Several years earlier, I had finally written about my condition with the story “Hot Shots.” Based on my urostomy surgery when I was twelve, “Hot Shots” had never been submitted for publication, and I never thought it would get much exposure. Nevertheless, I sent it to Jay, hoping that he would like it. Since it was about kids in a hospital, I was convinced he would not be interested in actually filming it as a movie. To my surprise, Jay was more than interested: he was committed.
For the next couple months, I labored to adapt my story into a shooting script. I ended up doing sixteen drafts, thrilled as my writing evolved into an even more powerful – and honest – story about both the surgery, and how hard I struggled to hide my condition. Jay kept me involved in the pre-production process, and I was thrilled to participate in the auditions.
On March 1, 2002, I walked onto the set of The Night Before, my first professional film. It was like walking into a scene from my own life – a recreation of the hospital room in which I had spent six weeks. The movie was shot in four days, and everything went perfectly: a happy set with an amazing cast and crew. It was magic. I had little involvement during the film’s postproduction, however, and continued struggling with my health, still searching for answers. Yet, The Night Before had renewed my creative spark and given me something to look forward to. It had given me hope.
That hope translated into a fierce determination to somehow heal myself, and it was during this time that I discovered the Association for Bladder Exstrophy Community (ABC), and the bladder exstrophy community. I began to participate in online forums and message boards, and for the first time in decades I discovered that I was not alone. There were others out there like me, and connecting with fellow exstrophy adults, as well as parents of children with exstrophy, gave me purpose. I was able to offer help and compare experiences, and in the process, discovered much about myself.
Just as The Night Before was completed in the spring of 2003, it won the International Cinematographers Guild Showcase Award. The awards ceremony took place at the Directors Guild of America in Hollywood. Beside the obvious thrill of watching my first produced story in a big theater, I was witnessing my own life up on the screen. Most importantly was the reality that one of my biggest secrets – the fact that I wore bags and had exstrophy – was being shared not just with friends, but also with an entire audience of people whom I did not know, and who did not know me.
Two months later, we had our official premiere on the Warner Bros. Studio lot, attended by many friends and family. It was a thrilling experience, but The Night Before soon gained a life and meaning beyond the film festival circuit. Only a couple months after its premiere, I attended my first ABC conference in Milwaukee as a guest speaker, where I presented The Night Before to a conference room of people with exstrophy patients, parents, doctors and specialists; an audience who understood its story on a far deeper level than most of the population.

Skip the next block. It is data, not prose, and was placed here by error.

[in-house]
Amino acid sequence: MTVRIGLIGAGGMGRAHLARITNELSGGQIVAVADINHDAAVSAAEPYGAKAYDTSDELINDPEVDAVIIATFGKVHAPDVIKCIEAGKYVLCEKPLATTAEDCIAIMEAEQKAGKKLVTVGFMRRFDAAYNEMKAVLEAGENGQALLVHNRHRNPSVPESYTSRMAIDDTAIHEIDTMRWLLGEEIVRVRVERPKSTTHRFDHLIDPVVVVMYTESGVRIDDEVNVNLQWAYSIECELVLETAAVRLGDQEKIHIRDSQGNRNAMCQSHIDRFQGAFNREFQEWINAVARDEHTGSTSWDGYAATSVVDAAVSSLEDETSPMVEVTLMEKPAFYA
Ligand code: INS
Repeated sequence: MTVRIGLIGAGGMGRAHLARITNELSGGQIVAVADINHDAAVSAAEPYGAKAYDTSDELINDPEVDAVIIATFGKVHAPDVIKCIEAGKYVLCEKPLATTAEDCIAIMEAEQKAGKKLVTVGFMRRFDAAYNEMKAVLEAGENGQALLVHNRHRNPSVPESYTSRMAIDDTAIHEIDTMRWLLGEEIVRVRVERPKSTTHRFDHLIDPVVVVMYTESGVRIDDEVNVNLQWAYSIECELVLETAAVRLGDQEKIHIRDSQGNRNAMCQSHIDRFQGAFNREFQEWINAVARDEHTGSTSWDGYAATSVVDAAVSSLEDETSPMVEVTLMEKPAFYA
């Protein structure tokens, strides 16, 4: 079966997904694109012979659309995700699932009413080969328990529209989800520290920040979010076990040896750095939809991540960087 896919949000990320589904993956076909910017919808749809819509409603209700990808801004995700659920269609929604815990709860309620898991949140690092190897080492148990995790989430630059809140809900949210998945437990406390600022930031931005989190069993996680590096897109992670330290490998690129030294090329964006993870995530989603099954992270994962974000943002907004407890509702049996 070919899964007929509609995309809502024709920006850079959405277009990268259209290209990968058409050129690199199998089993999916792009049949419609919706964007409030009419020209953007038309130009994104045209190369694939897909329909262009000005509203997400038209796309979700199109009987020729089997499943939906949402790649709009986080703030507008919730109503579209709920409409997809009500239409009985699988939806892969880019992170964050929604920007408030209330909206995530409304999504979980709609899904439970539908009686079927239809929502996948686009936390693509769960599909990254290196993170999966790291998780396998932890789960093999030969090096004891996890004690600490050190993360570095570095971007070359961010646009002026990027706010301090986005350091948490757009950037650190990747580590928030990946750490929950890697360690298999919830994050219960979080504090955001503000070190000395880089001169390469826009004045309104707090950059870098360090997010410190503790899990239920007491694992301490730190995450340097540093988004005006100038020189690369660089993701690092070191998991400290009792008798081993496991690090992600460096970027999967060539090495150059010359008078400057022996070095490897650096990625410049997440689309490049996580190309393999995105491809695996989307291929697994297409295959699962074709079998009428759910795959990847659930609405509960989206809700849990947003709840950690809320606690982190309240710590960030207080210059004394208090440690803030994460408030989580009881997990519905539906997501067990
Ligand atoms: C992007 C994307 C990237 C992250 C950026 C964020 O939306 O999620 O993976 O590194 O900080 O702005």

The Night Before has since been shown at exstrophy-related conferences in New York, Toronto, Seattle, Pittsburgh, as well as overseas in Australia and the United Kingdom. I was able to attend several of these events, and my story has gotten more exposure than I could have ever imagined.
Most remarkably, the act of telling my story – be it in person speaking at conferences or through online forums – has expanded my horizons and changed my life. Exstrophy is no longer a shameful secret: it’s simply what I was born with. Coming to terms with my condition and accepting myself has helped the process of healing myself, physically and emotionally.
And my health has improved in recent years, through a combination of complementary medicine, changes in my diet, and stress management. This improvement has allowed me to resume pursuing my dream of a career as a paid writer. Living with exstrophy is still not easy, however; I continue to suffer with pain and fatigue, but being able to help others with exstrophy or similar medical conditions – often on a daily basis – makes me feel that my suffering is not in vain. I am lucky to be alive. I know I am here for a reason.
© by James Cole 2012. All Rights Reserved. James is from Burbank, CA
“A Life of Long Odds” first appeared in the Summer 2013 edition of Ostomy Canada. You can become a subscriber to our glossy, full-colour publication of Ostomy Canada by joining Ostomy Canada Society. Find out more here.